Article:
Fear of Missing Out – FOMO
The Urban Dictionary defines this particular syndrome as,
“Fear of missing out”. The fear, that if you miss a party or event you will miss out on something great.”
There was this article I had read in the newspaper recently, I think about two weeks back. It said that people around the age of 32-35 started developing Fomo. I’m not sure I recollect the age correctly, but it was somewhere along that age group. People belonging to that age group felt that they would be missing out on stuff f they did not go to a particular party/event/occasion/thing.
I distinctly remember snorting at that assumption that only older people have Fomo. On the contrary, I believe that teenagers at the brink of adolescence and young adulthood have been showing the first clearest symptoms of Fomo for years now.
In fact, to stress on why I think so, I shall give you an example.
Just before the start of this year, in May, I was contemplating how many things I would be able to take up other than studies. This is the year of my Boards, the second most important exam in my life that will determine if I get to choose my own career.
So, I figured I wouldn’t take up many things. A few things I’d give up, to accommodate new things. I still remember sitting cross-legged on the sofa and making my list.
I decided that this year I would attempt to teach catechism for the very first time, I wanted to know if I was cut out to be a lecturer. Thankfully, the result has been positive.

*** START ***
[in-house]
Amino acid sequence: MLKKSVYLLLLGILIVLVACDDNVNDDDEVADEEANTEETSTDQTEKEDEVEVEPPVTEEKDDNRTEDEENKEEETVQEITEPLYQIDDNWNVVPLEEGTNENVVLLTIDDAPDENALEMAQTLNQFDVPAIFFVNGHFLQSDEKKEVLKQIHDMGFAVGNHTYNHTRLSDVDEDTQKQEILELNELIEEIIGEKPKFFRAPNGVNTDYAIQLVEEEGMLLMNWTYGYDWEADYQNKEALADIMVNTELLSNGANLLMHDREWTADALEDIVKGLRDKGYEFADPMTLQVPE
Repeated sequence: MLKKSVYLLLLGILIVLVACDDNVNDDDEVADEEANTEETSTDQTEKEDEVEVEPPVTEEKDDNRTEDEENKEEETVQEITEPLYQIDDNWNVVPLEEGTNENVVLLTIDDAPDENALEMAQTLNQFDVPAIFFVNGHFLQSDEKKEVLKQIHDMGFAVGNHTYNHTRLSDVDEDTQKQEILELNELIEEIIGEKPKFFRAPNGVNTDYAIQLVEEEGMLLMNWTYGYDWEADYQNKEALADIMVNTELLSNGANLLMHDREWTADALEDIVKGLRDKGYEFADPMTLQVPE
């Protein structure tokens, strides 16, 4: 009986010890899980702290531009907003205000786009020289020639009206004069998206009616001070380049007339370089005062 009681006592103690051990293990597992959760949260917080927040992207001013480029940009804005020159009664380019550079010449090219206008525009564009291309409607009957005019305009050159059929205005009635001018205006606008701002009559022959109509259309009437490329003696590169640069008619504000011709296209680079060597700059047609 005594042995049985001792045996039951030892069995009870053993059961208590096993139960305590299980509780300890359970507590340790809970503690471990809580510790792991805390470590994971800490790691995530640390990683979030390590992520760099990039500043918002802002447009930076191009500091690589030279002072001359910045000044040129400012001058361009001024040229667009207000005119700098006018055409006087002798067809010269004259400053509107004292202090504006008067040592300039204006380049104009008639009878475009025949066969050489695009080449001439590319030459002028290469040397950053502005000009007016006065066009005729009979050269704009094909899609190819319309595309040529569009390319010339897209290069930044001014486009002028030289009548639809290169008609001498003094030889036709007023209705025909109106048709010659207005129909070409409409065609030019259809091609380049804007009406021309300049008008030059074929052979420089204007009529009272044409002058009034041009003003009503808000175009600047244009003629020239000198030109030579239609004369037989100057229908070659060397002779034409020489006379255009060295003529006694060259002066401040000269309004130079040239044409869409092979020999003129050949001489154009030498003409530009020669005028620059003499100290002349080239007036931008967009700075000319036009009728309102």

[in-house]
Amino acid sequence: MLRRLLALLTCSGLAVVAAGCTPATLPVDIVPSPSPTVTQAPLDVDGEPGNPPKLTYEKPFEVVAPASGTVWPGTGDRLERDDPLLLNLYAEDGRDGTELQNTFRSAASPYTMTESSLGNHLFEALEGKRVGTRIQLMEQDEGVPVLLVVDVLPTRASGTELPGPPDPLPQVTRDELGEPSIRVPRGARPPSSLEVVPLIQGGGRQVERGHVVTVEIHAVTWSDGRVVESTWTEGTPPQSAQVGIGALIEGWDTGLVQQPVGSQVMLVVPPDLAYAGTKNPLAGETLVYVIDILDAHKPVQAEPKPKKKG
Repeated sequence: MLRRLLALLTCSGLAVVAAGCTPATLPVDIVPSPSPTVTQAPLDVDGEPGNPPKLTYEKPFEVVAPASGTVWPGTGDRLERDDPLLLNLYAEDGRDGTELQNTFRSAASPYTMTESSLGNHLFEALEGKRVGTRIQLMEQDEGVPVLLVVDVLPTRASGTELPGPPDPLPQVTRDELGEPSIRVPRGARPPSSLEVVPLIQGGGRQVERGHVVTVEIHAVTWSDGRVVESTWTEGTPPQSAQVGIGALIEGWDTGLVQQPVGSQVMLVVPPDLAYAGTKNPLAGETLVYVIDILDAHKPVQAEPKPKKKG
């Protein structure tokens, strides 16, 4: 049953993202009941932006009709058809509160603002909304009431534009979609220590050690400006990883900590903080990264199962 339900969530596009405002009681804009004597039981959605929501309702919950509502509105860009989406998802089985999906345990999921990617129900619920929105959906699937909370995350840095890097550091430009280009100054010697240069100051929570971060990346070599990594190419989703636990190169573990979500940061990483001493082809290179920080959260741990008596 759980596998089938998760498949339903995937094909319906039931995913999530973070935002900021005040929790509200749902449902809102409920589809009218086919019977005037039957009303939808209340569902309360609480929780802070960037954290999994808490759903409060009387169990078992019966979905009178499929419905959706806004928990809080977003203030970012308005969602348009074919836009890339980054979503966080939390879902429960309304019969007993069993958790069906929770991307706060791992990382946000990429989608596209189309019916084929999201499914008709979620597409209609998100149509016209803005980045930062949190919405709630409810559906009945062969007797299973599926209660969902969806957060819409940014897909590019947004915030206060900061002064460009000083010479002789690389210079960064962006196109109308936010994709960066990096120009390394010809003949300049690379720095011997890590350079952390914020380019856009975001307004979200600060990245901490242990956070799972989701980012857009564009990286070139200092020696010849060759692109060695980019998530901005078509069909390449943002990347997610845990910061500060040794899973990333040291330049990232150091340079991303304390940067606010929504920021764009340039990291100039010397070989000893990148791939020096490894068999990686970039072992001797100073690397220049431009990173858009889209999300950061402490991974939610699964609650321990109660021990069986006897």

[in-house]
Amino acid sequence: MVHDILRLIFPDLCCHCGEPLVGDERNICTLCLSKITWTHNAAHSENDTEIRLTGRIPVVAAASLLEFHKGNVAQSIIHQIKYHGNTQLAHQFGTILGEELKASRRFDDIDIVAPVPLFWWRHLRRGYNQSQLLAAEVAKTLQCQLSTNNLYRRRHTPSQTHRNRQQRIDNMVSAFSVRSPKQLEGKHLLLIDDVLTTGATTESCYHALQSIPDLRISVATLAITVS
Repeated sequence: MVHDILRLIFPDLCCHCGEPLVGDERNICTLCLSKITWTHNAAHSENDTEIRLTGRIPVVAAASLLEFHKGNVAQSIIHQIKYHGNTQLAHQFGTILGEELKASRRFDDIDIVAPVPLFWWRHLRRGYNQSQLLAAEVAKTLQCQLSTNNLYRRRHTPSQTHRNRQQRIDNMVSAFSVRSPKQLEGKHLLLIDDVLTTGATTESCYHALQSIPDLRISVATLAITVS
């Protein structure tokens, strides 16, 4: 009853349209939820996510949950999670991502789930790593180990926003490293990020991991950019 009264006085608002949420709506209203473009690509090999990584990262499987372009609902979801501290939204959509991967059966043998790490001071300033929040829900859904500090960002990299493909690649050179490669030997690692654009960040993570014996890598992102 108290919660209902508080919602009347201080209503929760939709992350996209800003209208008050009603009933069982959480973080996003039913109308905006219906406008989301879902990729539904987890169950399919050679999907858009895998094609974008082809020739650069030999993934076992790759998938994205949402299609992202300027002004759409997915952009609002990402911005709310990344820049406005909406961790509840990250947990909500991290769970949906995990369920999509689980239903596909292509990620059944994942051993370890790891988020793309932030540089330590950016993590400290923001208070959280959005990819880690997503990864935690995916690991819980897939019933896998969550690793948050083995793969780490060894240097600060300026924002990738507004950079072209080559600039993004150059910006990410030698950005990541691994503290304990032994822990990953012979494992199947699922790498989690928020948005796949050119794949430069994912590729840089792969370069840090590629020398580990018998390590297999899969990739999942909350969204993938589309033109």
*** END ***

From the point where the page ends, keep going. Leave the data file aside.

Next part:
So, I decided to give up my activities in the church youth group.
In exchange for going for French classes, I gave up on applying for Malhar this year, promising myself I would definitely go for it next year.
(It’s another matter that that didn’t go as planned.)
So, I would be lying if I said that giving up all those things was easy. I was constantly afraid that I’d be missing out on something cool happening, and then everyone would be like, “sorry Nia, you had to be there,” when they’d make jokes and tell anecdotes.
And, let me tell you from personal experience that missing out on stuff can make you feel really shitty. It makes you feel excluded at times, even though you probably chose not to go to that particular event/party. It makes you constantly rethink your decision and regret it. Sometimes, everyone feels that way. With something or the other.
It’s human to feel regret.
I still feel that way sometimes, when I decide to bunk some lecture or some small occasion or just something. Something good might’ve happened, and I might’ve missed something epic. I keep second guessing my decisions at times, but now I’ve learned not to regret anything I do.
But, like every other insecure feeling, it does go away. And, one of the fastest ways that feeling disappears is when your best friend comes over and says, “we missed you, you idiot, you have to come the next time.”
So, to everyone who’s wondering what they’re missing out right now while reading this post, chill out. There’s all the time in the world to have new experiences. There’s nothing and nobody stopping you from scaling the skyscraper of your dreams.
If you wish, then you can share it with your friends. If you don’t, being alone is pretty awesome too.
So, conquer that Fomo and enjoy what you’re doing. No matter how insignificant it is. It’s important to you right, so go do it with everything in you.
Till next time,
As tradition, some tumblr pics follow:
Have a great day. Everyday.
Something my best friend would say. I love you too. :’)
Hermione Granger. The first person I knew to conquer Fomo and go her own way.
The journey’s the best part.
Have a great day.